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# Solving Systems by Multiplying Both Equations

## Multiply both equations and add to cancel one variable

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Practice Solving Systems by Multiplying Both Equations
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Solving Systems by Multiplying Both Equations to Cancel a Variable

A one pound mix consisting of 30% cashews and 70% pistachios sells for $6.25. A one pound mix consisting of 80% cashews and 20% pistachios sells for$7.50. How would a mix consisting of 50% of each type of nut sell for?

### Watch This

Watch the second portion of this video, starting around 5:00.

### Guidance

In the linear systems in this lesson, we will need to multiply both equations by a constant in order to have opposite coefficients of one of the variables. In order to determine what numbers to multiply by, we will be finding the least common multiple of the given coefficients. Recall that the least common multiple of two numbers is the smallest number which is divisible by both of the given numbers. For example, 12 is the least common multiple of 4 and 6 because it is the smallest number divisible by both 4 and 6.

#### Example A

Solve the system using linear combinations:

Solution: In this problem we cannot simply multiply one equation by a constant to get opposite coefficients for one of the variables. Here we will need to identify the least common multiple of the coefficients of one of the variables and use this value to determine what to multiple each equation by. If we look at the coefficients of \begin{align*}x\end{align*}, 2 and 3, the least common multiple of these numbers is 6. So, we want to have the coefficients of \begin{align*}x\end{align*} be 6 and -6 so that they are opposites and will cancel when we add the two equations together. In order to get coefficients of 6 and -6 we can multiply the first equation by 3 and the second equation by -2 (it doesn’t matter which one we make negative.)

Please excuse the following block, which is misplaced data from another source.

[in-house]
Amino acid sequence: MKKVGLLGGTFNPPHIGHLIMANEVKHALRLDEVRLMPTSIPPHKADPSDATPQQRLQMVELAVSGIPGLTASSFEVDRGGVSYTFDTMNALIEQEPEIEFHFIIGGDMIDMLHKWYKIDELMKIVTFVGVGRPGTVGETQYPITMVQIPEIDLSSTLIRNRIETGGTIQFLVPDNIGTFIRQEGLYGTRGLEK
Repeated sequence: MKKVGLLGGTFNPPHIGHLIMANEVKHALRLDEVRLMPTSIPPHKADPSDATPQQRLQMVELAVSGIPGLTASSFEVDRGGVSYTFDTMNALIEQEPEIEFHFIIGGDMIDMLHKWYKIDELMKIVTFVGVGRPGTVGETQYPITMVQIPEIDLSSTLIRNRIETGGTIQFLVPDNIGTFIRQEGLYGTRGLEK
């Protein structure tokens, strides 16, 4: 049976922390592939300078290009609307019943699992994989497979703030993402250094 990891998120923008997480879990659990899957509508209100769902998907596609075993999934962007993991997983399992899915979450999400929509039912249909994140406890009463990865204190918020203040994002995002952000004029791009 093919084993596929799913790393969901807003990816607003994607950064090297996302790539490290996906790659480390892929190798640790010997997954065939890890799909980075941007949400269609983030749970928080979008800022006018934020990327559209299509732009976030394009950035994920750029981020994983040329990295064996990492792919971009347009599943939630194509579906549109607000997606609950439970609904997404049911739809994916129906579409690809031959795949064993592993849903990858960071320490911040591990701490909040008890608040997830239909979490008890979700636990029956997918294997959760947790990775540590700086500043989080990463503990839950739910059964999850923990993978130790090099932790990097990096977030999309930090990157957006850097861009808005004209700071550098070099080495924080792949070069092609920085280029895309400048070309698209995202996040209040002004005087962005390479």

Now find \begin{align*}x\end{align*}:

Solution: (5, -1)

\begin{align*}^*\end{align*} This problem could also be solved by eliminating the \begin{align*}y\end{align*} variables first. To do this, find the least common multiple of the coefficients of \begin{align*}y\end{align*}, 5 and 7. The least common multiple is 35, so we would multiply the first equation by 7 and the second equation by 5. Since one of them is already negative, we don’t have to multiply by a negative.

#### Example B

Solve the system using linear combinations:

Solution: The first step is to decide which variable to eliminate. Either one can be eliminated but sometimes it is helpful to look at what we need to multiply by to eliminate each one and determine which is easier to eliminate. In general, it is easier to work with smaller numbers so in this case it makes sense to eliminate \begin{align*}x\end{align*} first. The Least Common Multiple (LCM) of 7 and 2 is 14. To get 14 as the coefficient of each term, we need to multiple the first equation by 2 and the second equation by 7:

Now find \begin{align*}x\end{align*}:

Solution: (-7, 2)

#### Example C

Solve the system using linear combinations:

Solution: This time, we will eliminate \begin{align*}y\end{align*}. We need to find the LCM of 6 and 9. The LCM is 18, so we will multiply the first equation by 3 and the second equation by -2. Again, it doesn’t matter which equation we multiply by a negative value.

Now find \begin{align*}y\end{align*}:

Solution: \begin{align*}\left(\frac{1}{2}, \frac{5}{3}\right)\end{align*}

Intro Problem Revisit Write a system of linear equations to represent the given information. Let \begin{align*}x=\end{align*} the cost of the cashews per pound and let \begin{align*}y=\end{align*} the cost of the pistachios per pound. Now we can write two equations to represent the two different mixes of nuts:

Solve this system to determine the cost of each type of nut per pound. If we eliminate \begin{align*}y\end{align*}, we will need to multiple the first equation by 2 and the second equation by -7:

Now find \begin{align*}y\end{align*}:

So, we have determined that the cost of the cashews is $8 per pound and the cost of the pistachios is$5.50 per pound. Now we can determine the cost of the 50% mix as follows: